It's not me. It's you.
For years, I heard hyperbolic fans declare the original movies as "The Holy Trilogy" and I scoffed at their adoration becoming sacrilegious. But I enjoyed them, and what did I care if some fans took it too far? Then came the Special Editions in 1997. I can't name a single change I felt actually improved any of the movies, but I was largely indifferent to them (except the song changes in Return of the Jedi; "Lapti Nek" > "Jedi Rocks" and I dig "Ewok Celebration").
When I saw The Phantom Menace at its midnight premiere, I knew going into it there was no way that audience was going to be satisfied. They had spent 16 years developing what the movie should have been, and it was impossible that whatever we watched would have met those demands. I didn't hate it like the others did. I still feel fans made too much out of Jar Jar Binks, but I also feel they made too much out of Darth Maul, as well. I liked some of the movie; Liam Neeson was great as Qui-Gon Jinn, and "Duel of the Fates" was the best thing John Williams composed since Jurassic Park (and would still be the best thing he's done since, were it not for his work on Harry Potter).
Since then, the prequels and DVD releases of the original trilogy have created two camps, each of which is relentless in taking to the Internet to wage its war. There are the apologists and there are the haters. At times, I've been both. In recent years, the hyperbole of the haters has bothered me more than the blind loyalty of the apologists, so I've been quicker to challenge the haters.
I knew when the Blu-ray Disc box sets were announced that they would feature yet more revisions. I told myself I had made my peace with that fact and, indeed, kind of looked forward to see what would make these versions unique. I've spent six years waiting to see digital Yoda in The Phantom Menace, ever since it was previewed on the Revenge of the Sith DVD bonus disc. Never did it occur to me that there would be something like the change to Return of the Jedi's climax.
Darth Vader now yells, "Noooo!" while watching the Emperor electrocute Luke Skywalker, breaking into action and yelling it a second time as he carries his dark master to the pit and throws him to his death. The inner conflict of the character never needed to be verbalized. Staring at his expressionless mask, listening to the swell of the music, we know what's going on inside the guy, who has spent the last two movies desperate to connect with his estranged son. When Vader finally takes action on behalf of Luke, John Williams's Force theme erupts and we cheer--even if only to ourselves. It's one of the most heroic moments in any movie I've ever seen, largely because it is noble. Anakin Skywalker has had enough, and he overthrows not only his Emperor, but Darth Vader as well. We all get that's what happened; we know he's really the Jedi who has returned.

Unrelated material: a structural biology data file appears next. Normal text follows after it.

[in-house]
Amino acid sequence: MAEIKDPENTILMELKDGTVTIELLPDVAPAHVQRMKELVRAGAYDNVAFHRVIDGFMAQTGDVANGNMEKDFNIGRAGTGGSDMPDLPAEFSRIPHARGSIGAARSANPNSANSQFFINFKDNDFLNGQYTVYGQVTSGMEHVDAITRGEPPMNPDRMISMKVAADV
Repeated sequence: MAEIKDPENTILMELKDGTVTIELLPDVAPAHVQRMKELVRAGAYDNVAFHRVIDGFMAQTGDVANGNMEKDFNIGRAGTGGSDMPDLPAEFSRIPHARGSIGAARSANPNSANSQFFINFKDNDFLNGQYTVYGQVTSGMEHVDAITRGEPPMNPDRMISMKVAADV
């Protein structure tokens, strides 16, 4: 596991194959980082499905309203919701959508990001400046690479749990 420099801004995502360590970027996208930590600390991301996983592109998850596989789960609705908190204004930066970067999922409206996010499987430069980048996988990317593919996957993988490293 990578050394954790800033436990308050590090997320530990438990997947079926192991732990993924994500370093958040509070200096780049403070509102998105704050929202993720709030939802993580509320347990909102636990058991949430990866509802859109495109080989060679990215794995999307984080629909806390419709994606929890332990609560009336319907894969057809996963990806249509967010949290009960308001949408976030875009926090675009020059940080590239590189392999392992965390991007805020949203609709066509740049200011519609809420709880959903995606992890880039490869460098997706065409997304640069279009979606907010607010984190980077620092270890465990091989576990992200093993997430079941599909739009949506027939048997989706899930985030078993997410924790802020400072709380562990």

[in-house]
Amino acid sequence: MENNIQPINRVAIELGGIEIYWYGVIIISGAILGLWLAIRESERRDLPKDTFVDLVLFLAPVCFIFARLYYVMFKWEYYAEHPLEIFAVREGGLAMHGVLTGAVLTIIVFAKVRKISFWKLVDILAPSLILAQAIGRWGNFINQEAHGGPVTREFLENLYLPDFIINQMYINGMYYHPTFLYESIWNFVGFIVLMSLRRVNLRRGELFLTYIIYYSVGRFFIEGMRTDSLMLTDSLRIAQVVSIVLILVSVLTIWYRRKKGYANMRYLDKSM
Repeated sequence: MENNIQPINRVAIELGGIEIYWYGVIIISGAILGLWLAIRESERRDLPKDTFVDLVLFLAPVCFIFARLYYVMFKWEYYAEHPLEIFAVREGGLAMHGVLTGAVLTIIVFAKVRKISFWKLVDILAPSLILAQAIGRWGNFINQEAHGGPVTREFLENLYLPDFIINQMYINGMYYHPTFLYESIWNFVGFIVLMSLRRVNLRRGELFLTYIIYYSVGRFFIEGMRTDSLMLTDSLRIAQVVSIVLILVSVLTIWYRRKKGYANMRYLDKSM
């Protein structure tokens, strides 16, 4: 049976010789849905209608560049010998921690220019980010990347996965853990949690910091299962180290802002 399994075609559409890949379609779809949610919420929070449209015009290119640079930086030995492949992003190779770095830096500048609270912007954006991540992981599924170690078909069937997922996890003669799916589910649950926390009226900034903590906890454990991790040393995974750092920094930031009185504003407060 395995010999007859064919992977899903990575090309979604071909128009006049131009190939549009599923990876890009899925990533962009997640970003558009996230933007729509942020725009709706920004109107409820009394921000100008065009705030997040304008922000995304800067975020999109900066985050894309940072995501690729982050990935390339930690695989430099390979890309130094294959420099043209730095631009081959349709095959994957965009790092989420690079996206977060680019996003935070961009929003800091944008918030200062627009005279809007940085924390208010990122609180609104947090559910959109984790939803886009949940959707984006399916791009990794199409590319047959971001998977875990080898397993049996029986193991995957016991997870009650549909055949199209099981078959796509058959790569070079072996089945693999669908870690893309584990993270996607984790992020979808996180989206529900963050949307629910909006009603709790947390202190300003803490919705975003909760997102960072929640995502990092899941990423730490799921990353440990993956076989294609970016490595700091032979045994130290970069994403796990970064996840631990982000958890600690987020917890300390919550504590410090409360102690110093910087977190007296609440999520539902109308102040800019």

I've spent months looking forward to the release of these Blu-rays. I knew I wasn't going to be able to afford them initially, but I've been squirreling away Amazon gift credit and am currently just under $30. But after this revelation, I just don't care to see the movies right now. I'm fatigued from months of speculation and debate with the online community. I don't begrudge those who do buy and enjoy these 4.0 incarnations. One day, maybe I'll own them myself. Right now, though, I just can't make myself even want to be around you, Star Wars.
So we're going to take a break. I'm unsubscribing from forum threads that have anything to do with you. I'm going to un-follow your Twitter feed. I'm removing you from my Amazon Wish List. I won't be buying any of your stuff for a while. I won't be talking about you on this blog. Maybe later, we'll try to get back together but you're going to have to take the first step. Just leave me alone for a while, and then when you think you're ready to get back together, you let me know and we'll reevaluate our relationship then. George Lucas isn't the devil, I don't wish him harm or any of that nonsense. I just can't around you right now.